- If your arms are relatively short in relation to your waist, you will benefit from the use of blocks, straps, or boosters to help “extend” the arms in asanas that require reaching for the floor. So, in the case of Sirsasana, for example, you could place your head on the mat but your forearms on folded blankets to artificially “create” length in the arms or you could place a block behind your head to the same effect. When it comes to Urdhva Dhanurasana (Wheel Pose), your short arms may not only present a challenge in achieving the desired spinal arch but may also cause considerable pressure in the lower back, since your spine and arms are farther from the floor. To resolve this, you could rest your palms on yoga blocks instead of the floor.
- If, on the contrary, your arms are relatively long compared to your waist, you may need to bend your elbows slightly in asanas that originally require straight arms in order to maintain proper alignment.
Back to my Sirsasana nightmare: I tried using a folded mat under my forearms and, while I am still struggling with the pose, at least it doesn’t feel like my head is being pushed into my trunk and my neck is about to snap, so the solution is effective in my case.
This incident has prompted me to reflect on how props are generally perceived in yoga classes. In my observation, they’re often equated with a temporary crutch to be used while working on improving strength and flexibility and there’s a certain stigma attached to them, which causes some students to force themselves into misaligned asanas and risk injury rather than use a prop. Perhaps our thinking should shift to viewing props as a permanent fixture for those of us who need to compensate for less than ideal anatomical proportions. Just to be clear, I am not suggesting that one should stop striving for improvement. I believe that hard work and discipline are essential to mastering asana practice, but your skeletal structure is something you can’t really change. As a yoga student, I hope to see more teachers guide struggling students through working with props to make up for less than ideal skeletal structure in addition to encouraging them to keep practicing in order to build strength, flexibility, and stamina. As an aspiring yoga teacher, I intend to undertake further research on how proportions impact certain asanas so that I’m able to advise my future students accordingly.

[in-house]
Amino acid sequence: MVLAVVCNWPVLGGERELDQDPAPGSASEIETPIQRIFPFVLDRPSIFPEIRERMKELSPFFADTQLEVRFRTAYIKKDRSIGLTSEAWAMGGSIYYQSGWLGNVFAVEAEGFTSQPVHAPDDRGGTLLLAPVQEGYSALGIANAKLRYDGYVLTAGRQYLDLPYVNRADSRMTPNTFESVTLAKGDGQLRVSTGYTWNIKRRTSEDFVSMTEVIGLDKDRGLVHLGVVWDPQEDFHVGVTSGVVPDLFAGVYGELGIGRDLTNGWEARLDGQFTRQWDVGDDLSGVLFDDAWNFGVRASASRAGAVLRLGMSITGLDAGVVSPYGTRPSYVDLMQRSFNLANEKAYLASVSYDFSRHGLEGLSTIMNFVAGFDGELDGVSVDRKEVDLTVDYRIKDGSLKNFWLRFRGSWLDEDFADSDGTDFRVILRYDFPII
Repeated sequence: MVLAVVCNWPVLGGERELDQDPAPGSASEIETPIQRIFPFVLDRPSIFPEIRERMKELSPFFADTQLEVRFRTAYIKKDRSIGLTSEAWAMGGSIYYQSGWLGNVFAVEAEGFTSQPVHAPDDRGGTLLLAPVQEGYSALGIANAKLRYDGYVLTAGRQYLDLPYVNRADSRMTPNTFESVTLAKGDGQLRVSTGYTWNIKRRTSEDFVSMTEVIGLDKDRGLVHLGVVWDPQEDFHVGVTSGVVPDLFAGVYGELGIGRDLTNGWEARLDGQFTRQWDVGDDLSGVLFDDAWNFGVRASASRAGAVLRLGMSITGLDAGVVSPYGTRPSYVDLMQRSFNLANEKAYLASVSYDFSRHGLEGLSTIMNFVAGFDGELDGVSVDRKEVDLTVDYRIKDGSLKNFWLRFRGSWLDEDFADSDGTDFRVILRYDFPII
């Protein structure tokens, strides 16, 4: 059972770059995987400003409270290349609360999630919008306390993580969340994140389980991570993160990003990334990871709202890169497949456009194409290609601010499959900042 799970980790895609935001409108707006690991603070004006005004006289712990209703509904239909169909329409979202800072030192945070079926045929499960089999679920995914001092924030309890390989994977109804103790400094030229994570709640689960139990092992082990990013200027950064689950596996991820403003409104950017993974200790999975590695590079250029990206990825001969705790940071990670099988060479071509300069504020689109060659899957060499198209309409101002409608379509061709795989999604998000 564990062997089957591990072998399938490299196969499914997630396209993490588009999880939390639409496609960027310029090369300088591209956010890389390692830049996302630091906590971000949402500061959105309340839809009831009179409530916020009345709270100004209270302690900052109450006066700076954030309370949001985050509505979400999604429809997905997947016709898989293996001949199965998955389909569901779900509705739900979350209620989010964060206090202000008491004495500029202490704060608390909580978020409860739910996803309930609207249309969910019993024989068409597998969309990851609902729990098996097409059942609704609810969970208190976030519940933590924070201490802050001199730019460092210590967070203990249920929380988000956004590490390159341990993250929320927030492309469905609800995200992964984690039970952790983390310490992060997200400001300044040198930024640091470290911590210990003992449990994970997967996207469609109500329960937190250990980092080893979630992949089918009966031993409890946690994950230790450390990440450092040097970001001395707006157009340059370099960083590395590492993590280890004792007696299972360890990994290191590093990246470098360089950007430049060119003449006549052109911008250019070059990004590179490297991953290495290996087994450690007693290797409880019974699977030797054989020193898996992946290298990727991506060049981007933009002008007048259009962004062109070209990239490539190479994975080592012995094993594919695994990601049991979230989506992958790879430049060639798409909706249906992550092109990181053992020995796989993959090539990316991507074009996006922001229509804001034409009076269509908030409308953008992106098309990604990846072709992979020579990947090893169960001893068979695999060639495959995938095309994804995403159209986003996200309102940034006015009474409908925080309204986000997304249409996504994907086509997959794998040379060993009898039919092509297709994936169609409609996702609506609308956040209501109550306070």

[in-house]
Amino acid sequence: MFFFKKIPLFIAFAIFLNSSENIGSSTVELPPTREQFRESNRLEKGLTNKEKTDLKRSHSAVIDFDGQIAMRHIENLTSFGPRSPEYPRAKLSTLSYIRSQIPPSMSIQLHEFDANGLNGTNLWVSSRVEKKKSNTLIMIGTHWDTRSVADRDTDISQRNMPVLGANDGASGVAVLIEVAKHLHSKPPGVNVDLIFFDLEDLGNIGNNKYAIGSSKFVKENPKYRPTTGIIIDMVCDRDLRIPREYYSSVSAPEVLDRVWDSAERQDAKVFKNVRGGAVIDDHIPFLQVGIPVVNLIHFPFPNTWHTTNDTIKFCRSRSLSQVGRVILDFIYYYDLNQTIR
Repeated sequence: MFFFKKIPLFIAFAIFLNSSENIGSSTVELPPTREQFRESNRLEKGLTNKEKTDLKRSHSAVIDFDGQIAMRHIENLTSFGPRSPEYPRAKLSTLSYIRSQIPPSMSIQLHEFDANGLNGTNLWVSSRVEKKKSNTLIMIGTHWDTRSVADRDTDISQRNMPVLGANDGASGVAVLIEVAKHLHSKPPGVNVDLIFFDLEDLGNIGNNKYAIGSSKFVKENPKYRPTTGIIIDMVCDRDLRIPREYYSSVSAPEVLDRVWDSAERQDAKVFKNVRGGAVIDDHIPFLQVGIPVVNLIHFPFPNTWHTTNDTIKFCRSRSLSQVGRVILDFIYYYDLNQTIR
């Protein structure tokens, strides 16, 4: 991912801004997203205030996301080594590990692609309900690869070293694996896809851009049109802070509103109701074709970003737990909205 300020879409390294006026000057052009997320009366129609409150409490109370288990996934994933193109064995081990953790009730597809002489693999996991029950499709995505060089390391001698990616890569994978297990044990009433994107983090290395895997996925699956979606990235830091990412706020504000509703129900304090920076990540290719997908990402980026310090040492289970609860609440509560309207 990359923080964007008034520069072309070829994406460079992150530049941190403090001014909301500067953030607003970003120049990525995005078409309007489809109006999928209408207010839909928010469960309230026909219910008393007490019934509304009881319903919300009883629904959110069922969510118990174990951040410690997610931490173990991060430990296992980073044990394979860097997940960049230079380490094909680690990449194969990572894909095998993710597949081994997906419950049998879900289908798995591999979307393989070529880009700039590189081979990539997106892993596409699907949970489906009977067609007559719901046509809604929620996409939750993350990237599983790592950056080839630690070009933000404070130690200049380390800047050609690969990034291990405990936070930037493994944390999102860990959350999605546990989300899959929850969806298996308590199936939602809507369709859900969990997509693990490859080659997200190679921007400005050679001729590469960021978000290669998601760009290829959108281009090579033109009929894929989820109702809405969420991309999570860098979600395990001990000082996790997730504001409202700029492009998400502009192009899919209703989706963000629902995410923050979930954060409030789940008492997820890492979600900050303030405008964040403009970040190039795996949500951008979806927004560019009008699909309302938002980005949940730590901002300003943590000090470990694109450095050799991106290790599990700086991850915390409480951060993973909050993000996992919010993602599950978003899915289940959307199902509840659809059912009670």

Chrissy Carter, Headstand: A Practice, https://chrissycarter.com/headstand-a-practice/
Illonka Michelle O’Neil,For All My Yogis With Short Arms, https://www.yogiapproved.com/yoga/why-i-use-yoga-props/
Nicole DeAvilla,Helping Students Master the AsanasPart 2 of 3: Proportion (or, How to Teach Your Students Not to Look Like the Picture in the Book), https://www.expandinglight.org/free/yoga-teacher/articles/general/helping-students-master-the-asanas2.php
Peg Mulqueen, Size Matters, https://loveyogaanatomy.com/size-matters/
Stephanie E-R.Y.T. 500,Dirgha Kala: A Study of Light on Yoga, Proportion Matters,http://dirghakala.blogspot.com/2014/08/proportion-matters.html